In his classic essay “I, Pencil, my Family Tree as told to Leonard E. Read”, Leonard Read demonstrates that no single person knows how to make a pencil by listing its components (cedar, lacquer, graphite, ferrule, factice, pumice, wax, glue) and identifying the multitude of people involved, down to the coffee drinker in the forest and the lighthouse keeper guiding the shipment into port.

The pencil’s self analysis begins with:

“My family tree begins with what in fact is a tree, a cedar of straight grain that grows in Northern California and Oregon. Now contemplate all the saws and trucks and rope and the countless other gear used in harvesting and carting the cedar logs to the railroad siding. Think of all the persons and the numberless skills that went into their fabrication: the mining of ore, the making of steel and its refinement into saws, axes, motors; the growing of hemp and bringing it through all the stages to heavy and strong rope; the logging camps with their beds and mess halls, the cookery and the raising of all the foods. Why, untold thousands of persons had a hand in every cup of coffee the loggers drink!”

F. A. Hayek drew on Read’s essay to illustrate his theory of “spontaneous order” and to explain how prices gather together huge amounts of dispersed information to guide our choices and actions. As the Pencil “says”:

“There is a fact still more astounding: the absence of a master-mind, of anyone dictating or forcibly directing these countless actions which bring me into being. No trace of such a person can be found. Instead, we find the Invisible Hand at work.”

In Milton Freidman’s famous video “Free to Choose”, he summarized Read’s essay and went on to say:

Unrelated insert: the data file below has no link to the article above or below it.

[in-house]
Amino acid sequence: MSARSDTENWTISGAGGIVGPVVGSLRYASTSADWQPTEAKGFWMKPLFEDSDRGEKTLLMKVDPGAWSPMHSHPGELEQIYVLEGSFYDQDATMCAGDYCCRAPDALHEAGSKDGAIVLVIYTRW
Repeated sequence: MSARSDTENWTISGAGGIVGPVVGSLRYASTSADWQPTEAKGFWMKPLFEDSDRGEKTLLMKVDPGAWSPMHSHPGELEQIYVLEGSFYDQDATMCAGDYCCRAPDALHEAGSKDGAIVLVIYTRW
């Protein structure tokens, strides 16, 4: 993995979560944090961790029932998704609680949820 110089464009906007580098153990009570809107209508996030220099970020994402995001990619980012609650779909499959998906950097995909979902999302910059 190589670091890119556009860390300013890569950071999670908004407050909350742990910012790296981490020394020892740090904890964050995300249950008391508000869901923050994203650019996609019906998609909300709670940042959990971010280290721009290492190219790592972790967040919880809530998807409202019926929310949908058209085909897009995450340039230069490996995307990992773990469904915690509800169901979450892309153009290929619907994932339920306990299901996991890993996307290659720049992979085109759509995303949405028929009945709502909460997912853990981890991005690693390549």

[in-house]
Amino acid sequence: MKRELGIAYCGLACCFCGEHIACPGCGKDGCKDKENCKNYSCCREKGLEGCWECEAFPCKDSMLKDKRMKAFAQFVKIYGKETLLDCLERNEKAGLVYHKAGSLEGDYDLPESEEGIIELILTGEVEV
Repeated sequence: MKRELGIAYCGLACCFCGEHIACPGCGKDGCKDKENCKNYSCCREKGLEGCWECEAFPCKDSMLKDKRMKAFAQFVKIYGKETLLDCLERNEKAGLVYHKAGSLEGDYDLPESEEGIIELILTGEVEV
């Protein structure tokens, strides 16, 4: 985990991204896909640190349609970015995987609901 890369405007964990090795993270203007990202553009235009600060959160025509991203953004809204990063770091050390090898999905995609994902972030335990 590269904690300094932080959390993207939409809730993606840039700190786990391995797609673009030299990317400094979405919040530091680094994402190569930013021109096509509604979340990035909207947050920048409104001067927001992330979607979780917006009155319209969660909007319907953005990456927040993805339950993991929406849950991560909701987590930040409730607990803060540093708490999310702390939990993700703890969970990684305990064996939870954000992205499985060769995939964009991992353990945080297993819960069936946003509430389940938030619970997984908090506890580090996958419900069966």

“No one sitting in a central office gave orders to these thousands of people. No military police enforced the orders that were not given. These people live in many lands, speak different languages, practice different religions, may even hate one another—yet none of these differences prevented them from cooperating to produce a pencil.”

So, if no single person, or even a committee, knows how to make a pencil, how can we calculate its carbon footprint? How can anyone know the carbon footprints of the people who help make the pencil by mining graphite in Ceylon, or making candelilla wax in Mexico, or building the lighthouse that guides the ship into port?

Calculating the greenhouse gases emitted during the myriad processes that go into making the pencil adds yet another level of complexity and requires another round of knowledge – taking the exercise even further beyond the realms of possibility.

Two ironies follow.

The critics of Goodall’s thesis usually wanted to extend the boundary of his “carbon system” to capture more processes. But the more we extend the system boundary the greater our ignorance. The other irony is that given the ability of prices to capture so much information, a “best guess” on emissions is probably to pay the least. If new products are cheaper than recycled ones they probably burn less carbon.

The Pencil’s autobiography even reminds us that any application for a resource consent based on carbon-offsets is open to challenge in the environment court. Objectors simply have to extend the boundary to include the coffee-makers in Brazil. Any claim to carbon neutrality can be challenged on the grounds of false claims – again by simply extending the system boundary to include say the truck-builders of America or the ship-builders of Japan. We have used the process in reverse to challenge “food miles”.

Finally, how many bureaucrats would be needed to calculate the carbon footprint of every element of every building – including the pencil used to draw it?

We only get burdened with such nonsensical regulations because simplistic but élitist minds cannot believe that high levels of spontaneous order can operate without being directed by conscious plans created by their own ‘superior’ knowledge.

The autobiography of the pencil proves them wrong.

We need no further justification to restrain the power of the state and to retain our personal freedom to innovate, freely trade and generally organize our own affairs.